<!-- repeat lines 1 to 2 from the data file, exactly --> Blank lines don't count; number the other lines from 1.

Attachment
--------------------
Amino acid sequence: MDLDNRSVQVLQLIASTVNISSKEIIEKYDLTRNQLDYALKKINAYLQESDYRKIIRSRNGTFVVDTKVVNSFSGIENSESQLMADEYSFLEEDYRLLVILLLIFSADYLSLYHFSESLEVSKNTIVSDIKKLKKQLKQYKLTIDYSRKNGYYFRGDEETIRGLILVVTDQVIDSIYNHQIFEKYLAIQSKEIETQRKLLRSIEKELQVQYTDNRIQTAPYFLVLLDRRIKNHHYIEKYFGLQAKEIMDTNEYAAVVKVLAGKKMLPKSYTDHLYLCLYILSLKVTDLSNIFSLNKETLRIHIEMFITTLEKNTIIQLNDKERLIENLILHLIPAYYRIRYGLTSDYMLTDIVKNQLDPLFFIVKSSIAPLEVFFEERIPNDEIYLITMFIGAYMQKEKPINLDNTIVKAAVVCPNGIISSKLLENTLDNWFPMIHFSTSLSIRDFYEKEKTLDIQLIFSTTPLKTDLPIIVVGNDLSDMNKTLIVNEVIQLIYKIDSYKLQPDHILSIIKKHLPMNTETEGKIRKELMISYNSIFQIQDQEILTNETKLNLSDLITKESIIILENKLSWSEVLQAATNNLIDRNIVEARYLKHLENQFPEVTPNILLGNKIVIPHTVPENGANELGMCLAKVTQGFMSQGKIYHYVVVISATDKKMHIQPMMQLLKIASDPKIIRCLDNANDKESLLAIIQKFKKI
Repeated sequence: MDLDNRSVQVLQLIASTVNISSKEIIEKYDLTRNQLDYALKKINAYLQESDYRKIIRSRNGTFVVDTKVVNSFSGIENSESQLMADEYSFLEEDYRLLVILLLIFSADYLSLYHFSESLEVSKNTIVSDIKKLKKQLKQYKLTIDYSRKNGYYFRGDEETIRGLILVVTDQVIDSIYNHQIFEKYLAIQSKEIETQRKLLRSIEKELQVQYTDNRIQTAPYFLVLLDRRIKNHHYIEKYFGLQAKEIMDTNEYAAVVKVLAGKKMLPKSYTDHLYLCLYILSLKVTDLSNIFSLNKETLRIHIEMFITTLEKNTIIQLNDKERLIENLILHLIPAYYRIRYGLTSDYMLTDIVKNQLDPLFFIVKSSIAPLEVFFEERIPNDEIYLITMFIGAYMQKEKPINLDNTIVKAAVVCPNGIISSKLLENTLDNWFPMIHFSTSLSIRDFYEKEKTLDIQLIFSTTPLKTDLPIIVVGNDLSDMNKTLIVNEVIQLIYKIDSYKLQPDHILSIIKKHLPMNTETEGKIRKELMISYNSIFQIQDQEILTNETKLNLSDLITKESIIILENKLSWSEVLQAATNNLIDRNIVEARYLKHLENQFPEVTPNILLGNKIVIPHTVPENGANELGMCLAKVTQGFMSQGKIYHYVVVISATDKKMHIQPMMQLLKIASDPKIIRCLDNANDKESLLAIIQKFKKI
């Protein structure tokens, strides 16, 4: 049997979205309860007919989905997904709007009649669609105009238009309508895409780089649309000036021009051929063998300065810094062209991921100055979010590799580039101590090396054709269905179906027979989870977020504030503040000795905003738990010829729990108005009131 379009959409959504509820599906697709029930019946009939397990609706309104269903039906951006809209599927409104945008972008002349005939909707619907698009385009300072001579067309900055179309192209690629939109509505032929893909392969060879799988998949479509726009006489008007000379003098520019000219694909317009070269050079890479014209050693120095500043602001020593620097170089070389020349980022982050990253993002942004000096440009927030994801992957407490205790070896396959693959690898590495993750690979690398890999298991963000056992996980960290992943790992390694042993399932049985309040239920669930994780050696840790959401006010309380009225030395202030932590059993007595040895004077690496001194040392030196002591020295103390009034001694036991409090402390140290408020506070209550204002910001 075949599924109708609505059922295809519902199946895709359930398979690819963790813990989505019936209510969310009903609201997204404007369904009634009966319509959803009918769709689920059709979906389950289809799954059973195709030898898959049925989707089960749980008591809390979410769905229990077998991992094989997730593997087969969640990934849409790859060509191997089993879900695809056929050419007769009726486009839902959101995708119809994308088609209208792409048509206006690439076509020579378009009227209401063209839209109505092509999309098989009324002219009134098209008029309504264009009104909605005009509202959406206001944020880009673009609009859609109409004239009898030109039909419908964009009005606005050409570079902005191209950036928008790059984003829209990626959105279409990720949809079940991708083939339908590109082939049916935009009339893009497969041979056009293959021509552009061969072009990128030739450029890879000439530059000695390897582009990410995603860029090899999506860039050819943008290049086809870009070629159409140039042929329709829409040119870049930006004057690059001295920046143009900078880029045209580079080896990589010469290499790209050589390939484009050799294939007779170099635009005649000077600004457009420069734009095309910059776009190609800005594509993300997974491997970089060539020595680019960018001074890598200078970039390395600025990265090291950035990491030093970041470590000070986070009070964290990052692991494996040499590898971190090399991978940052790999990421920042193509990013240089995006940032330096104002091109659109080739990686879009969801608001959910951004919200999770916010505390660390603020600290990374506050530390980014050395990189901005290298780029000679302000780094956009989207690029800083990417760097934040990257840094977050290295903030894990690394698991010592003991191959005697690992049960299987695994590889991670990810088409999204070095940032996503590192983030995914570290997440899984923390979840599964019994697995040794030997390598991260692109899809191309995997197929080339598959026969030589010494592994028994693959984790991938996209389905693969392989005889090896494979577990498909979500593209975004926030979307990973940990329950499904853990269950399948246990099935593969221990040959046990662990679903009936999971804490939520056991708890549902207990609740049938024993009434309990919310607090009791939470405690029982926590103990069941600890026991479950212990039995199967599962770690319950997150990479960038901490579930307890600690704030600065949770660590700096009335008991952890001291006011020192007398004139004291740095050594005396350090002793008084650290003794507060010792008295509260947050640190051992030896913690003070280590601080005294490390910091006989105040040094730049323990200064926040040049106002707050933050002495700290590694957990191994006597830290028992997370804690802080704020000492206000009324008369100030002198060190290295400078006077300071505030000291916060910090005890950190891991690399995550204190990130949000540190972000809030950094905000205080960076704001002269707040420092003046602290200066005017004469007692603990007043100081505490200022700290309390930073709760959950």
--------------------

Amino acid sequence: MDLDNRSVQVLQLIASTVNISSKEIIEKYDLTRNQLDYALKKINAYLQESDYRKIIRSRNGTFVVDTKVVNSFSGIENSESQLMADEYSFLEEDYRLLVILLLIFSADYLSLYHFSESLEVSKNTIVSDIKKLKKQLKQYKLTIDYSRKNGYYFRGDEETIRGLILVVTDQVIDSIYNHQIFEKYLAIQSKEIETQRKLLRSIEKELQVQYTDNRIQTAPYFLVLLDRRIKNHHYIEKYFGLQAKEIMDTNEYAAVVKVLAGKKMLPKSYTDHLYLCLYILSLKVTDLSNIFSLNKETLRIHIEMFITTLEKNTIIQLNDKERLIENLILHLIPAYYRIRYGLTSDYMLTDIVKNQLDPLFFIVKSSIAPLEVFFEERIPNDEIYLITMFIGAYMQKEKPINLDNTIVKAAVVCPNGIISSKLLENTLDNWFPMIHFSTSLSIRDFYEKEKTLDIQLIFSTTPLKTDLPIIVVGNDLSDMNKTLIVNEVIQLIYKIDSYKLQPDHILSIIKKHLPMNTETEGKIRKELMISYNSIFQIQDQEILTNETKLNLSDLITKESIIILENKLSWSEVLQAATNNLIDRNIVEARYLKHLENQFPEVTPNILLGNKIVIPHTVPENGANELGMCLAKVTQGFMSQGKIYHYVVVISATDKKMHIQPMMQLLKIASDPKIIRCLDNANDKESLLAIIQKFKKI
Repeated sequence: MDLDNRSVQVLQLIASTVNISSKEIIEKYDLTRNQLDYALKKINAYLQESDYRKIIRSRNGTFVVDTKVVNSFSGIENSESQLMADEYSFLEEDYRLLVILLLIFSADYLSLYHFSESLEVSKNTIVSDIKKLKKQLKQYKLTIDYSRKNGYYFRGDEETIRGLILVVTDQVIDSIYNHQIFEKYLAIQSKEIETQRKLLRSIEKELQVQYTDNRIQTAPYFLVLLDRRIKNHHYIEKYFGLQAKEIMDTNEYAAVVKVLAGKKMLPKSYTDHLYLCLYILSLKVTDLSNIFSLNKETLRIHIEMFITTLEKNTIIQLNDKERLIENLILHLIPAYYRIRYGLTSDYMLTDIVKNQLDPLFFIVKSSIAPLEVFFEERIPNDEIYLITMFIGAYMQKEKPINLDNTIVKAAVVCPNGIISSKLLENTLDNWFPMIHFSTSLSIRDFYEKEKTLDIQLIFSTTPLKTDLPIIVVGNDLSDMNKTLIVNEVIQLIYKIDSYKLQPDHILSIIKKHLPMNTETEGKIRKELMISYNSIFQIQDQEILTNETKLNLSDLITKESIIILENKLSWSEVLQAATNNLIDRNIVEARYLKHLENQFPEVTPNILLGNKIVIPHTVPENGANELGMCLAKVTQGFMSQGKIYHYVVVISATDKKMHIQPMMQLLKIASDPKIIRCLDNANDKESLLAIIQKFKKI